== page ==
Discussion in 'Wing Chun' started by wckf92, Sep 27, 2017.
How does the article's info "jive" with discussion we had further up this thread?
Seems to be what the article is hinting at...
Maybe if you deleted the "emphasized" moves...it would be shorter and more 'to the point'?
The article mentions that more circling type motions are not in line with the directness normally associated with WC. Makes one wonder...if a WC pole form contains large or larger Huen methods, is it no longer WC?
I'm starting to think the "original" WC (empty hand and/or both weapons) may well have been in the San Sik format. Just my gut feeling.
The more I read the more I'm starting to see this could be the case...
Might also explain why now we have SOOOO MANY different versions of it all... haha
It seems to say that YM's pole came from Tang Yiks...but that there is a 3.5 pole out there too.
Also, some of the listed "principles or points" look familiar with others' as stated in this thread and the one you had started a while back.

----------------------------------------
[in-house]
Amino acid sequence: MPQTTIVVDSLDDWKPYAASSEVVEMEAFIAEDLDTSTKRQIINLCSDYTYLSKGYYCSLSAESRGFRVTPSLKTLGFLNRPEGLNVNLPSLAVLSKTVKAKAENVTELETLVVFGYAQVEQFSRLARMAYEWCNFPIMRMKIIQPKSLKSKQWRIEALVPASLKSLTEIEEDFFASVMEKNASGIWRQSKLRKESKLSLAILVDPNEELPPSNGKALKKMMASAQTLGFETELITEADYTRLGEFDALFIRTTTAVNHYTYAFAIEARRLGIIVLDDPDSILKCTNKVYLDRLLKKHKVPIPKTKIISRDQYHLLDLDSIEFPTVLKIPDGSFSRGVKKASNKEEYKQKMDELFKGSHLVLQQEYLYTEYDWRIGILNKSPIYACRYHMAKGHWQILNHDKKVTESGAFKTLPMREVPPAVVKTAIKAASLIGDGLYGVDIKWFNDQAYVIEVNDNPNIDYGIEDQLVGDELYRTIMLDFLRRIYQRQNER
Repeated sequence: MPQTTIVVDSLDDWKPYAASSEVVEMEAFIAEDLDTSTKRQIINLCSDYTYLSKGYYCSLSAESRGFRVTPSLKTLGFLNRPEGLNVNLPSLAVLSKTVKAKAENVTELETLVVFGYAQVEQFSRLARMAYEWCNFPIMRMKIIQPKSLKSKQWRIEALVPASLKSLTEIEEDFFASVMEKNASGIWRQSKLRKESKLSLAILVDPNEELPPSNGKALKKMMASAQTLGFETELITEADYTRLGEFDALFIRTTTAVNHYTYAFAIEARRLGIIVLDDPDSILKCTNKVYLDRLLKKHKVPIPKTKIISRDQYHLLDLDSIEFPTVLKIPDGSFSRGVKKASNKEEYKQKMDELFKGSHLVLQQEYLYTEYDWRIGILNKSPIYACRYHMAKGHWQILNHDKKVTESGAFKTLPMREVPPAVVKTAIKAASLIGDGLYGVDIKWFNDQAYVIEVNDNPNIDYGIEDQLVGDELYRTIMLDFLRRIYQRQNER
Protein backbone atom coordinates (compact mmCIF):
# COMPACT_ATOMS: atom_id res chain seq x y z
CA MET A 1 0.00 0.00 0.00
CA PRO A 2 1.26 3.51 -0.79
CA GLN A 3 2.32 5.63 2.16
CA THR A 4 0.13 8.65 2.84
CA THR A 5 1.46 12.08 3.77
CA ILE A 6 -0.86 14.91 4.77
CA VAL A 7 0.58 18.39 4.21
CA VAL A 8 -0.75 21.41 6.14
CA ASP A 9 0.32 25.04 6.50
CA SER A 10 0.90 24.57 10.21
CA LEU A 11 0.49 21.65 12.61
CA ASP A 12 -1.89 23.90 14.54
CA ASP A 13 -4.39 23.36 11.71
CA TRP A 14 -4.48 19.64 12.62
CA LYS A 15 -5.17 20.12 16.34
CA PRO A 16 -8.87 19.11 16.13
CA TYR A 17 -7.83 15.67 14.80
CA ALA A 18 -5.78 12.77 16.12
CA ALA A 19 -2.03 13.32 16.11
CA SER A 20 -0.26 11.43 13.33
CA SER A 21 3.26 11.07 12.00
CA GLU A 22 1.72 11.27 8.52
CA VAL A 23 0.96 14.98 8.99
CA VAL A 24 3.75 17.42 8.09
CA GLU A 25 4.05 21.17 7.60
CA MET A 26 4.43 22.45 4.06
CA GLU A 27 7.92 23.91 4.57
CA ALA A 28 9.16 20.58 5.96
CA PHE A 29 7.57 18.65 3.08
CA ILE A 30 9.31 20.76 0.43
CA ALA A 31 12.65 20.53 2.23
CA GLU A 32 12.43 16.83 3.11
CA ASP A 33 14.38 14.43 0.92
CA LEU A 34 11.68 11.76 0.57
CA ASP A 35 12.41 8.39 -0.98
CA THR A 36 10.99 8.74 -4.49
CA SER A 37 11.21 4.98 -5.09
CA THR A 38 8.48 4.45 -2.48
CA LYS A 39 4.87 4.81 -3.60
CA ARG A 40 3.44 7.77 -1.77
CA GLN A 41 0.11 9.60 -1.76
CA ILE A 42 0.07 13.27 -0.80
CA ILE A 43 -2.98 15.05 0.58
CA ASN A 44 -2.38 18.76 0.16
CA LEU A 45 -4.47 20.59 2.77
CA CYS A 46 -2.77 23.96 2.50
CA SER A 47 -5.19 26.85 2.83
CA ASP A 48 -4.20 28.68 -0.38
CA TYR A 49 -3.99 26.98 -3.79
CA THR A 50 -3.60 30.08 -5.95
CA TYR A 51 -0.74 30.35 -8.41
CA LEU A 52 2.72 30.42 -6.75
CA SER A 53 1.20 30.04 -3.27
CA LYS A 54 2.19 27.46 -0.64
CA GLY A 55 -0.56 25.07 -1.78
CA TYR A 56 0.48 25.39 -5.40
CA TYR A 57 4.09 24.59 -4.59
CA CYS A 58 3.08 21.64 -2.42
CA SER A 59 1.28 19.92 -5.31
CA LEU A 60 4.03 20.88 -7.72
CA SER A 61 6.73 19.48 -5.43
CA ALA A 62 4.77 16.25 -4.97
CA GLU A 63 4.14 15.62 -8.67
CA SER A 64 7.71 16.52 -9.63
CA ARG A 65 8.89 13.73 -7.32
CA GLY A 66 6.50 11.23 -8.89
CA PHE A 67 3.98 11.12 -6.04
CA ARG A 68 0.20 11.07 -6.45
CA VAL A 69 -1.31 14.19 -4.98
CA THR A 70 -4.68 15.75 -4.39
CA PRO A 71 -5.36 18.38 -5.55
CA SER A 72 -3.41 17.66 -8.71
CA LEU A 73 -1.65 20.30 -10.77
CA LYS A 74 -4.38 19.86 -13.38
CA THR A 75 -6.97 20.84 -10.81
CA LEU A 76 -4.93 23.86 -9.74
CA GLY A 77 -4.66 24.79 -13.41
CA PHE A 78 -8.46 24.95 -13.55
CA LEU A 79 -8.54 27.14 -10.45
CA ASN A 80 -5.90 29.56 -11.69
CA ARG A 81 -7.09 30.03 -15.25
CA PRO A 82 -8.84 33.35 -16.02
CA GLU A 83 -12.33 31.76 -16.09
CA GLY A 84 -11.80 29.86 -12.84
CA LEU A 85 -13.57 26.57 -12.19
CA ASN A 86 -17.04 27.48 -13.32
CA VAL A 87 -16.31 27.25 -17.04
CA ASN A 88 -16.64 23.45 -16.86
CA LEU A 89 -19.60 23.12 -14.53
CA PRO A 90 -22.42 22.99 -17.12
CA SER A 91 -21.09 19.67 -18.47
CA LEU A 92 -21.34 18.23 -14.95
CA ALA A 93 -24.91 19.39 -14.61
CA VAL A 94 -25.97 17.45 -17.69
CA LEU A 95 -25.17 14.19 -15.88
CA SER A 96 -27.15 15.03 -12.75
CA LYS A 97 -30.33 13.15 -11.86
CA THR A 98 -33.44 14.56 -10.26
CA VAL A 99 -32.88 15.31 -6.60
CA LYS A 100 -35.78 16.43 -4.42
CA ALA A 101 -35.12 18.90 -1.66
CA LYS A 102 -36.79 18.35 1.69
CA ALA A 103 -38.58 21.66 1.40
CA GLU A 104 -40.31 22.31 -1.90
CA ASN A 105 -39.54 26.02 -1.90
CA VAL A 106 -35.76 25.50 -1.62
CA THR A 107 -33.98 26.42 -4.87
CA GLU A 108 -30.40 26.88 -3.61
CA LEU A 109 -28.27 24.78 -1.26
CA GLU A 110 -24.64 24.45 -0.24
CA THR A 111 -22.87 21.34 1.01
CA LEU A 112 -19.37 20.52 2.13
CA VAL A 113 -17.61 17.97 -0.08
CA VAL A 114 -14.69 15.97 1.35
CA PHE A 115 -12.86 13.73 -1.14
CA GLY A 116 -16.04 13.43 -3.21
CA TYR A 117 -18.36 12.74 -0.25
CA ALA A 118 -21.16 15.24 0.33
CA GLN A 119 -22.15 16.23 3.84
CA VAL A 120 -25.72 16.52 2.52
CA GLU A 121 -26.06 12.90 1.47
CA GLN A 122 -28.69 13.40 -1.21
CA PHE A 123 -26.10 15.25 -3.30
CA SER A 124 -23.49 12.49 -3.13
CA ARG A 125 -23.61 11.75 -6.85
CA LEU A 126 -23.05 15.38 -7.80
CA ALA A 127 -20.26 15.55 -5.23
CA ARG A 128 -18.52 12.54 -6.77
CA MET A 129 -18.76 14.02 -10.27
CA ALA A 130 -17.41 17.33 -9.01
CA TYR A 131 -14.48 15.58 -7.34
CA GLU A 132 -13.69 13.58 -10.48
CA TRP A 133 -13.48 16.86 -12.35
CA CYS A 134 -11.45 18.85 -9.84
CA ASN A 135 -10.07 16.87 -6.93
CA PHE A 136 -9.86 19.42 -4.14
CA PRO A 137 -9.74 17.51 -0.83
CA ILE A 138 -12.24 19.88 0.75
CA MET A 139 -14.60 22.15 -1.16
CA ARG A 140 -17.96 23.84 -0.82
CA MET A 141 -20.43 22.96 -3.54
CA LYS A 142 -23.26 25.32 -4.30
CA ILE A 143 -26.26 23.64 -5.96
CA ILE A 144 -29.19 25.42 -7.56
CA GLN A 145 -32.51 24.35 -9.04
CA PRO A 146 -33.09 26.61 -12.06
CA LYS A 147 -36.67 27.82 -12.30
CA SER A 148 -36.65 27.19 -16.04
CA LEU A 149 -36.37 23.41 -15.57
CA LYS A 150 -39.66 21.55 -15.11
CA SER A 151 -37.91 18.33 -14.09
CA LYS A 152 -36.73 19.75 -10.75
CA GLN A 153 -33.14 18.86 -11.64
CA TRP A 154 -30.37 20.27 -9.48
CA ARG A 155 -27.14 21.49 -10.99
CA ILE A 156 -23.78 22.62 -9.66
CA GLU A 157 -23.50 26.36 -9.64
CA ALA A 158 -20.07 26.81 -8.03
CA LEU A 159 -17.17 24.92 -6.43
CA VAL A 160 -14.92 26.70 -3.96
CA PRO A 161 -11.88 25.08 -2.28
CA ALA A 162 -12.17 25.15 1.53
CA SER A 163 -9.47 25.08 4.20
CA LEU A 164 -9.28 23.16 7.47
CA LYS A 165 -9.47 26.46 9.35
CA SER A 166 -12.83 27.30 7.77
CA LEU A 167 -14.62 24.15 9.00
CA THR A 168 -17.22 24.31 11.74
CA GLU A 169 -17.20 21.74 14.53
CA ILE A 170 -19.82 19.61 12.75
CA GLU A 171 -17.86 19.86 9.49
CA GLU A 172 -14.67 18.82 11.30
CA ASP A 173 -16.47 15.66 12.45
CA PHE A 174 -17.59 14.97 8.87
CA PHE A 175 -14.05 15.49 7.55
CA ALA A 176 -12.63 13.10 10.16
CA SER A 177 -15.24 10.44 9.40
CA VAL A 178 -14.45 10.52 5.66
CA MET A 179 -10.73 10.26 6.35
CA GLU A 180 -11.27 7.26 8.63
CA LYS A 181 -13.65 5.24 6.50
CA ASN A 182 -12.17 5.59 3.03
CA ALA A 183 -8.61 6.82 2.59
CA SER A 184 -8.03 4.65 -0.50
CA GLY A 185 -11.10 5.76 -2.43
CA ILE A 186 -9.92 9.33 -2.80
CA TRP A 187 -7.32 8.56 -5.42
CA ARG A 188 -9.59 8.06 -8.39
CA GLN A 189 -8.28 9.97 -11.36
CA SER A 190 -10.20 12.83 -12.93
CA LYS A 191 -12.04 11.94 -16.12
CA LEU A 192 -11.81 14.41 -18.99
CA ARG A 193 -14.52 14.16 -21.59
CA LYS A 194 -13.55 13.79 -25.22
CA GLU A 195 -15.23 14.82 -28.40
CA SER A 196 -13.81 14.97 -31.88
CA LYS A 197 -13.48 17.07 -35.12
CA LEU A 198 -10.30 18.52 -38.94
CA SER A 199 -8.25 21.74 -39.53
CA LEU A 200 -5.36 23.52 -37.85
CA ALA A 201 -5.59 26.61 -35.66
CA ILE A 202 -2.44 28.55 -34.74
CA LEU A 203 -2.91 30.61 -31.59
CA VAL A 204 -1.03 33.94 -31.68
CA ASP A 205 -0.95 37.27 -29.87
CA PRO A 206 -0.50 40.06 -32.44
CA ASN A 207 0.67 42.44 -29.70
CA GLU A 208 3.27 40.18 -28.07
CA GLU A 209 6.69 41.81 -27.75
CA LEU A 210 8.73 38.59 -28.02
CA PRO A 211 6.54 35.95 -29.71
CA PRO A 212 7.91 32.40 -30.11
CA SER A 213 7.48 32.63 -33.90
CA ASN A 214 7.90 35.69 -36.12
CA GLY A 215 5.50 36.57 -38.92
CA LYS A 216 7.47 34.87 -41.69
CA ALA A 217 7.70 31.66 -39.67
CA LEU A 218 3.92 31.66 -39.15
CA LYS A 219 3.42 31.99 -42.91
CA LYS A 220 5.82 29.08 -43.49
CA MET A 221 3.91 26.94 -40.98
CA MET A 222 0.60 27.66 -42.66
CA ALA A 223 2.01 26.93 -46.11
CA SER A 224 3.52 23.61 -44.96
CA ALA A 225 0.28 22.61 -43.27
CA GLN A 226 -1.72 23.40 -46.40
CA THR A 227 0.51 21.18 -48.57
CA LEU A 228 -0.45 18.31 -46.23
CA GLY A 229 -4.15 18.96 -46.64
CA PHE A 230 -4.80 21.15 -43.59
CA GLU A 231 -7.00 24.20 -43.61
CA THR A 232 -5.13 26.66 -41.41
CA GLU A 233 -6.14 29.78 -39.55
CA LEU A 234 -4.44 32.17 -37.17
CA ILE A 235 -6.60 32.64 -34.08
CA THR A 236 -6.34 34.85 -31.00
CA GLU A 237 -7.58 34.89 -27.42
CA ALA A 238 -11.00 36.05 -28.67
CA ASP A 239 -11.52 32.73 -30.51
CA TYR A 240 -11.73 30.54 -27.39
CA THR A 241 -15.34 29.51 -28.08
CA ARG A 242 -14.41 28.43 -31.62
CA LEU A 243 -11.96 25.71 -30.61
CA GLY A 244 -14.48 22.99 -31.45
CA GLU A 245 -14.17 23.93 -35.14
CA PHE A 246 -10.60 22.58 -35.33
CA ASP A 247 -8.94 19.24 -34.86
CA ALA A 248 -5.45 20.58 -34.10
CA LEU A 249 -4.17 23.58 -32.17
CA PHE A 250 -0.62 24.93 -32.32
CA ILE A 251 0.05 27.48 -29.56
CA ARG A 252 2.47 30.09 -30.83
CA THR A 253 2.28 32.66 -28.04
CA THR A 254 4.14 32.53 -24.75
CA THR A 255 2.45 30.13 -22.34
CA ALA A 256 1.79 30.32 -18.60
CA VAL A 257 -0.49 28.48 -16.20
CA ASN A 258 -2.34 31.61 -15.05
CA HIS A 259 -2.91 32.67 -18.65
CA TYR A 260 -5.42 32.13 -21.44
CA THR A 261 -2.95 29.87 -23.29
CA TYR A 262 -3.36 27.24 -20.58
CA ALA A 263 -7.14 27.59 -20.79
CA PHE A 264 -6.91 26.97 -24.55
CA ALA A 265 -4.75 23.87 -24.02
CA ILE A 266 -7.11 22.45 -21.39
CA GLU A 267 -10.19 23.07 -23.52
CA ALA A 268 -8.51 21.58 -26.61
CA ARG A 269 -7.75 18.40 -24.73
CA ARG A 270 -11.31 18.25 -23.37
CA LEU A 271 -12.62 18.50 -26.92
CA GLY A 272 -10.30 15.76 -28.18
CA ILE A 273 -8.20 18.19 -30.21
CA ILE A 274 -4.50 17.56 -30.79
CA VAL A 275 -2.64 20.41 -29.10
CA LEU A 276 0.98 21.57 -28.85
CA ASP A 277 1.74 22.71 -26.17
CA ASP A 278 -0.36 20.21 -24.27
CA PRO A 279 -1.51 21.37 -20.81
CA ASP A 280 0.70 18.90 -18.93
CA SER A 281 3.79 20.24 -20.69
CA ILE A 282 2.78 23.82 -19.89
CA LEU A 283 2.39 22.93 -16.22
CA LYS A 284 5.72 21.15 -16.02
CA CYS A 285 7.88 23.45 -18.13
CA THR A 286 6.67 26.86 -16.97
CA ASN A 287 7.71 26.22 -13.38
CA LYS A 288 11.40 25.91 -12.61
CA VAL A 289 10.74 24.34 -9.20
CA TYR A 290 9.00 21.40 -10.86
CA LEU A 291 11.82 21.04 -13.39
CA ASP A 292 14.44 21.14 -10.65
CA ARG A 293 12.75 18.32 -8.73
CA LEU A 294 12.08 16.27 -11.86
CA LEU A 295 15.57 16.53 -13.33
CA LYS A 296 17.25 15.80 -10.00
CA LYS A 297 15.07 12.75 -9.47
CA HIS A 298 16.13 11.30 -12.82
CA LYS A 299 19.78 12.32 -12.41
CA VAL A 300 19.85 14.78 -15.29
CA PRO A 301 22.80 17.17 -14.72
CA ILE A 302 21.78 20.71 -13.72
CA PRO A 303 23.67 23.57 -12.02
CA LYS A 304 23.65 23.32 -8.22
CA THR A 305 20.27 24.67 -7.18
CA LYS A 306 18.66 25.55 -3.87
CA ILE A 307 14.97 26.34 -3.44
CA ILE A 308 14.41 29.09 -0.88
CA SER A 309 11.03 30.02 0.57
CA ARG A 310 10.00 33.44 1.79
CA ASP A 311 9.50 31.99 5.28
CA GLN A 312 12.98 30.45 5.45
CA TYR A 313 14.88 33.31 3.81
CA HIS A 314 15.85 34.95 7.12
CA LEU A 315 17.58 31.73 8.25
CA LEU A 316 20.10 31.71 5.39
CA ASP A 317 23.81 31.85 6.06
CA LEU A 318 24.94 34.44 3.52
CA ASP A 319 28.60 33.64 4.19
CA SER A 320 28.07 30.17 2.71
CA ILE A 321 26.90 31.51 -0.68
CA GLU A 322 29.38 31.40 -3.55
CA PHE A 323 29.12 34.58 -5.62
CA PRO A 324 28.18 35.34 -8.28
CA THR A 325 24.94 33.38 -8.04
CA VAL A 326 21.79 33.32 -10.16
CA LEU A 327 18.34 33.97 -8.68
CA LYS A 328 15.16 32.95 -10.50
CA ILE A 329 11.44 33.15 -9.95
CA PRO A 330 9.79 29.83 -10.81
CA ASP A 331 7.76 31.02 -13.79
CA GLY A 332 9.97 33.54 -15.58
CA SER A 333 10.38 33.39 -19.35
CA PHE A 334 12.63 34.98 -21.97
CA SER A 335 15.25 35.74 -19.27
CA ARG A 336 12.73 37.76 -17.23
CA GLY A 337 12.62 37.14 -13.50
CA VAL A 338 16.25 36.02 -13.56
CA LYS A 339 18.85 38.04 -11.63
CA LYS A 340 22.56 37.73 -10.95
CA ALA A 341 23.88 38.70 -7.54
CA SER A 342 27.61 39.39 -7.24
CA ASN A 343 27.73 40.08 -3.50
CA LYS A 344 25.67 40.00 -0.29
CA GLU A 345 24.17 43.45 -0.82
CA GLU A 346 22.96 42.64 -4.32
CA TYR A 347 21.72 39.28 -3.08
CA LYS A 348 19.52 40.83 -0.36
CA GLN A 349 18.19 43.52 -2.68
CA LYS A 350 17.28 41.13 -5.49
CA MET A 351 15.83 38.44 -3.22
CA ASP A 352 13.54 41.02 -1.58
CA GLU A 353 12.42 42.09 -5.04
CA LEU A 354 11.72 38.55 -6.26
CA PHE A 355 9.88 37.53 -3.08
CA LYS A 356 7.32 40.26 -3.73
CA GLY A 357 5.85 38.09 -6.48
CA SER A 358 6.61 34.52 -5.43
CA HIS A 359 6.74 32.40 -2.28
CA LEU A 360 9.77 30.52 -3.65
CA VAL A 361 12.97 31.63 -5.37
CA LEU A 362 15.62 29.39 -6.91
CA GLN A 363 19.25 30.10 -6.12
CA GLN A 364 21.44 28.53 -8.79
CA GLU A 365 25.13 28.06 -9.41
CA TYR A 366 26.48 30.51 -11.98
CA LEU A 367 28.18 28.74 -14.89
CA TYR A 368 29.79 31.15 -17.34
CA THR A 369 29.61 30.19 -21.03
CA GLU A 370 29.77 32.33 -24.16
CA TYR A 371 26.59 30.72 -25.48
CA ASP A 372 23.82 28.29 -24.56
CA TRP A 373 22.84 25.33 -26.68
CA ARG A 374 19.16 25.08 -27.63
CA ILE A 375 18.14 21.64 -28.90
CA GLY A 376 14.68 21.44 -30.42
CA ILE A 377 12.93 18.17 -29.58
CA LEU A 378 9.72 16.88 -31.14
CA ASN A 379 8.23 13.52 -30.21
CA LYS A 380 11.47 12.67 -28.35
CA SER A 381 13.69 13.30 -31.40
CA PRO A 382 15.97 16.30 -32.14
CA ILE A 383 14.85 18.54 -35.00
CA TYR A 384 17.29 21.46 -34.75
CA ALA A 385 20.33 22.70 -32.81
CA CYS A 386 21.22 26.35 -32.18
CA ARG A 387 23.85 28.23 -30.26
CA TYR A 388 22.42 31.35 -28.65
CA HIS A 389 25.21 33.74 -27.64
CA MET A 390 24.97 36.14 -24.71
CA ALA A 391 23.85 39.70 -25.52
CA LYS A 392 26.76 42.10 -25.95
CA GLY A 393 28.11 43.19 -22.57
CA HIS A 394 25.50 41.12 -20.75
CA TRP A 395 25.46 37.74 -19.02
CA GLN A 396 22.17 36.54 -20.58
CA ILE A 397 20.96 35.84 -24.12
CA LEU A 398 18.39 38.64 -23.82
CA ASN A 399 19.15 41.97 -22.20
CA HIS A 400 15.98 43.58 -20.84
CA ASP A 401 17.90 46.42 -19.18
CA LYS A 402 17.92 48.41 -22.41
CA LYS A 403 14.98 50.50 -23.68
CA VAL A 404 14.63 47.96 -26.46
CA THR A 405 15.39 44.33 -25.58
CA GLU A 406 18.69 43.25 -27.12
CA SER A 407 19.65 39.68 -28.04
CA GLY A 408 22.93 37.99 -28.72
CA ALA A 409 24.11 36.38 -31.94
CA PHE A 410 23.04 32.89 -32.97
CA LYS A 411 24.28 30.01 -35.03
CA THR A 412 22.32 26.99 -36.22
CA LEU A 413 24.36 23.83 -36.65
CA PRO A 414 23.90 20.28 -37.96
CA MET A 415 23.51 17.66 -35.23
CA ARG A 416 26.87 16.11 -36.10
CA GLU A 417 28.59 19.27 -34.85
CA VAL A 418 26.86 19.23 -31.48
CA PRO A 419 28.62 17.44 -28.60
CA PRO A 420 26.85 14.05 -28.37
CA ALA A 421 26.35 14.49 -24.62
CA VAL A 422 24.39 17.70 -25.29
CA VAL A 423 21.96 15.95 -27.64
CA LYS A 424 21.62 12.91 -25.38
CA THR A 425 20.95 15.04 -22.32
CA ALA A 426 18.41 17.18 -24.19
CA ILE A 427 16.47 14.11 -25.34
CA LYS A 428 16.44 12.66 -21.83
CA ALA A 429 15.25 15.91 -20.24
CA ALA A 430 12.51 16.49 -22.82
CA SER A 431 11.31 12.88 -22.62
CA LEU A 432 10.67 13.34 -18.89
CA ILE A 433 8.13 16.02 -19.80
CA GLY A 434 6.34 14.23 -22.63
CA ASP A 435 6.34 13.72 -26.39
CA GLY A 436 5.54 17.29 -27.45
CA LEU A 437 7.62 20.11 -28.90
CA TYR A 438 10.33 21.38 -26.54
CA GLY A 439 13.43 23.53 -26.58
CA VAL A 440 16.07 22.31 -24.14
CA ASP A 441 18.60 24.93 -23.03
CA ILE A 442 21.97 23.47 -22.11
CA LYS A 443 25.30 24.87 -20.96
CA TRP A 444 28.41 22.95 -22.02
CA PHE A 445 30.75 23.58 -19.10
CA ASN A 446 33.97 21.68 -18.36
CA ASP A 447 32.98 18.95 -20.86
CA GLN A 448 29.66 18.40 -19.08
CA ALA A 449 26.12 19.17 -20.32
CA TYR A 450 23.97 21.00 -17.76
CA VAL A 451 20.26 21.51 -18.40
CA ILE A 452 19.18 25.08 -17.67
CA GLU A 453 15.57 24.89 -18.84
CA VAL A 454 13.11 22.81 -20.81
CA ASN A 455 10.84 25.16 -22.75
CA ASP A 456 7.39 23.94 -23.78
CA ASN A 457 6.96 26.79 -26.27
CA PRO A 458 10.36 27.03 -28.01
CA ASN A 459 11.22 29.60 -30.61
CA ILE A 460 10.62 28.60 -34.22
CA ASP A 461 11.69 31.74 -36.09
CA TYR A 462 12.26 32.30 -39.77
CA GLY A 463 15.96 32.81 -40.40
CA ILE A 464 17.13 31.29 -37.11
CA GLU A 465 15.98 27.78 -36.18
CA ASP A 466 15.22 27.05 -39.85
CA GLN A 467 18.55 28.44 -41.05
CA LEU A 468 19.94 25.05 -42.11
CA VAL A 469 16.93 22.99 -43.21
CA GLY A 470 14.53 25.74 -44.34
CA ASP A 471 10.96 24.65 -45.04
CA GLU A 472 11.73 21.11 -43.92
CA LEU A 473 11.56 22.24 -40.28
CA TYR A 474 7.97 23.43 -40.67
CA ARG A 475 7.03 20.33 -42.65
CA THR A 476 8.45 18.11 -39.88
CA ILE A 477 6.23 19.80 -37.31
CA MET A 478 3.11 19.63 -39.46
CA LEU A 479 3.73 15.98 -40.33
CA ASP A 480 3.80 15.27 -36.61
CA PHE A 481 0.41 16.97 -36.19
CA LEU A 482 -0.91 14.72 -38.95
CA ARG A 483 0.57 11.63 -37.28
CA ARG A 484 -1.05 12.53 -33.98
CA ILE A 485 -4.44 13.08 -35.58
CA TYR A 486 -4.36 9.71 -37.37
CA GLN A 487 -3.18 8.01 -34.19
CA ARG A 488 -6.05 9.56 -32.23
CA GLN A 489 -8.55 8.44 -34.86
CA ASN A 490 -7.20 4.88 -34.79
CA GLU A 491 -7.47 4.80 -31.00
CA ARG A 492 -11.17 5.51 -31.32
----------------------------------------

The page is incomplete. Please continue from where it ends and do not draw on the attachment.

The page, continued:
Sorry man, but that statement makes my BS detector go off so hard it broke. Gate theory is a pole/spear concept (live + dead side) and Chi Sao is very clearly derived from the double swords. Per my own line's history, WC was made by a fusion of monk + military knowledge (debatable, I know). From what I've studied, what we do comes from the weapons, not the other way around. If you look outside of WC, this is pretty consistent across many TCMA.
There is so much in WC empty hand theory that relates to weapon usage that I totally get where you are coming from. Bruce Lee famously made connections with fencing. And I encounter conceptual parallels with weapons usage in Escrima and Hema all the time... but as to which came first? That's a "chicken or the egg" argument. Both the empty-handed and weapons concepts that are at the core of WC existed long before the WC lineages we practice today emerged in the 19th Century. Most likely they evolved together with a shared conceptual base.
On the other hand, one guy I know, who is very well informed, does believe that the Biu Tze form was specifically designed to incorporate principles taken from the Baat cham dao.
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